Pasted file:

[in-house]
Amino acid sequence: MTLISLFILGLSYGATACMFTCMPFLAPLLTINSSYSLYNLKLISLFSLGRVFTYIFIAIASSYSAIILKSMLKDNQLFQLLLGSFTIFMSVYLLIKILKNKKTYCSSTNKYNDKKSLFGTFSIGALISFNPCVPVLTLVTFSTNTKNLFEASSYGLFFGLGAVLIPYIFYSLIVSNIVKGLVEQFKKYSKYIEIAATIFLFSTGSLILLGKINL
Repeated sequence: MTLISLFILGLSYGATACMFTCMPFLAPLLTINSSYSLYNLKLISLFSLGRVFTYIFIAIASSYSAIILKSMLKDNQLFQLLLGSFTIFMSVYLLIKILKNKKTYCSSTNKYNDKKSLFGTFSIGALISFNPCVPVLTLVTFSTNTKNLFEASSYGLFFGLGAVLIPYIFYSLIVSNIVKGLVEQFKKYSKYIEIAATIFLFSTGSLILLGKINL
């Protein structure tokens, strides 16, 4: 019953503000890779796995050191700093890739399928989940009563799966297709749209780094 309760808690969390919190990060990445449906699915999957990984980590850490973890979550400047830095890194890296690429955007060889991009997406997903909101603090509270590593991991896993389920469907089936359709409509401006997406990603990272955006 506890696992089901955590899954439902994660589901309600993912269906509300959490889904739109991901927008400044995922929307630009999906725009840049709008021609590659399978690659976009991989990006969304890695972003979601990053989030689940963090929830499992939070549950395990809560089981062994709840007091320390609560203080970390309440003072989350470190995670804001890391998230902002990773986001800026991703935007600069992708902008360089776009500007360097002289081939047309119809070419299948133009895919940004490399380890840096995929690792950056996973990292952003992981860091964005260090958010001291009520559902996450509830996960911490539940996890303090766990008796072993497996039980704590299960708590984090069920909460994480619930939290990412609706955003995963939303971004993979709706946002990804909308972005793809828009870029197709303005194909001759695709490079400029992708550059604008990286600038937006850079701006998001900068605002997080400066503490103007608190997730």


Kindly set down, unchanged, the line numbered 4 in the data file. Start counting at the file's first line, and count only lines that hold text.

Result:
């Protein structure tokens, strides 16, 4: 019953503000890779796995050191700093890739399928989940009563799966297709749209780094 309760808690969390919190990060990445449906699915999957990984980590850490973890979550400047830095890194890296690429955007060889991009997406997903909101603090509270590593991991896993389920469907089936359709409509401006997406990603990272955006 506890696992089901955590899954439902994660589901309600993912269906509300959490889904739109991901927008400044995922929307630009999906725009840049709008021609590659399978690659976009991989990006969304890695972003979601990053989030689940963090929830499992939070549950395990809560089981062994709840007091320390609560203080970390309440003072989350470190995670804001890391998230902002990773986001800026991703935007600069992708902008360089776009500007360097002289081939047309119809070419299948133009895919940004490399380890840096995929690792950056996973990292952003992981860091964005260090958010001291009520559902996450509830996960911490539940996890303090766990008796072993497996039980704590299960708590984090069920909460994480619930939290990412609706955003995963939303971004993979709706946002990804909308972005793809828009870029197709303005194909001759695709490079400029992708550059604008990286600038937006850079701006998001900068605002997080400066503490103007608190997730």